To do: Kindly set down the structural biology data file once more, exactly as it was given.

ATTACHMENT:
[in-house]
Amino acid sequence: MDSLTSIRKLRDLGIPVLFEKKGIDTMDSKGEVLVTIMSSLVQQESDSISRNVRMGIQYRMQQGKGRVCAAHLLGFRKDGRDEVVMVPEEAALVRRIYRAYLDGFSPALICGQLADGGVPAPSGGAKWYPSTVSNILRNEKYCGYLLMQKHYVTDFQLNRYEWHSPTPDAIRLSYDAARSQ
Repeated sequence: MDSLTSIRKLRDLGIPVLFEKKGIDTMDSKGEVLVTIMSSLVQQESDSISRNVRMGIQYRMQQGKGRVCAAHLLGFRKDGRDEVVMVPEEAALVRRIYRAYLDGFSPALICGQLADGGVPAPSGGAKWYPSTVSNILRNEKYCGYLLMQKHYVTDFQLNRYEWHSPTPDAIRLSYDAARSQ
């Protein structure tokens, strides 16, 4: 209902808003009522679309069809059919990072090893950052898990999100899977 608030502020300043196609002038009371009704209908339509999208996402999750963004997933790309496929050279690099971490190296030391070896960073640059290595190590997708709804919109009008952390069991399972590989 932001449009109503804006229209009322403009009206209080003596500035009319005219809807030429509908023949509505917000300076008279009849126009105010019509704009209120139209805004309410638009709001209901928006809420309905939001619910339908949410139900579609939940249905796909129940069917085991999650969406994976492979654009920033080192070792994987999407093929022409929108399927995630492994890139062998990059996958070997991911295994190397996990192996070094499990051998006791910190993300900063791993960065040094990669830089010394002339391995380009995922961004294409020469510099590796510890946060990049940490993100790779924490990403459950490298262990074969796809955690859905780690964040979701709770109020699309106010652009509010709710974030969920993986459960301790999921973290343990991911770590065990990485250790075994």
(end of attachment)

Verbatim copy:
[in-house]
Amino acid sequence: MDSLTSIRKLRDLGIPVLFEKKGIDTMDSKGEVLVTIMSSLVQQESDSISRNVRMGIQYRMQQGKGRVCAAHLLGFRKDGRDEVVMVPEEAALVRRIYRAYLDGFSPALICGQLADGGVPAPSGGAKWYPSTVSNILRNEKYCGYLLMQKHYVTDFQLNRYEWHSPTPDAIRLSYDAARSQ
Repeated sequence: MDSLTSIRKLRDLGIPVLFEKKGIDTMDSKGEVLVTIMSSLVQQESDSISRNVRMGIQYRMQQGKGRVCAAHLLGFRKDGRDEVVMVPEEAALVRRIYRAYLDGFSPALICGQLADGGVPAPSGGAKWYPSTVSNILRNEKYCGYLLMQKHYVTDFQLNRYEWHSPTPDAIRLSYDAARSQ
């Protein structure tokens, strides 16, 4: 209902808003009522679309069809059919990072090893950052898990999100899977 608030502020300043196609002038009371009704209908339509999208996402999750963004997933790309496929050279690099971490190296030391070896960073640059290595190590997708709804919109009008952390069991399972590989 932001449009109503804006229209009322403009009206209080003596500035009319005219809807030429509908023949509505917000300076008279009849126009105010019509704009209120139209805004309410638009709001209901928006809420309905939001619910339908949410139900579609939940249905796909129940069917085991999650969406994976492979654009920033080192070792994987999407093929022409929108399927995630492994890139062998990059996958070997991911295994190397996990192996070094499990051998006791910190993300900063791993960065040094990669830089010394002339391995380009995922961004294409020469510099590796510890946060990049940490993100790779924490990403459950490298262990074969796809955690859905780690964040979701709770109020699309106010652009509010709710974030969920993986459960301790999921973290343990991911770590065990990485250790075994």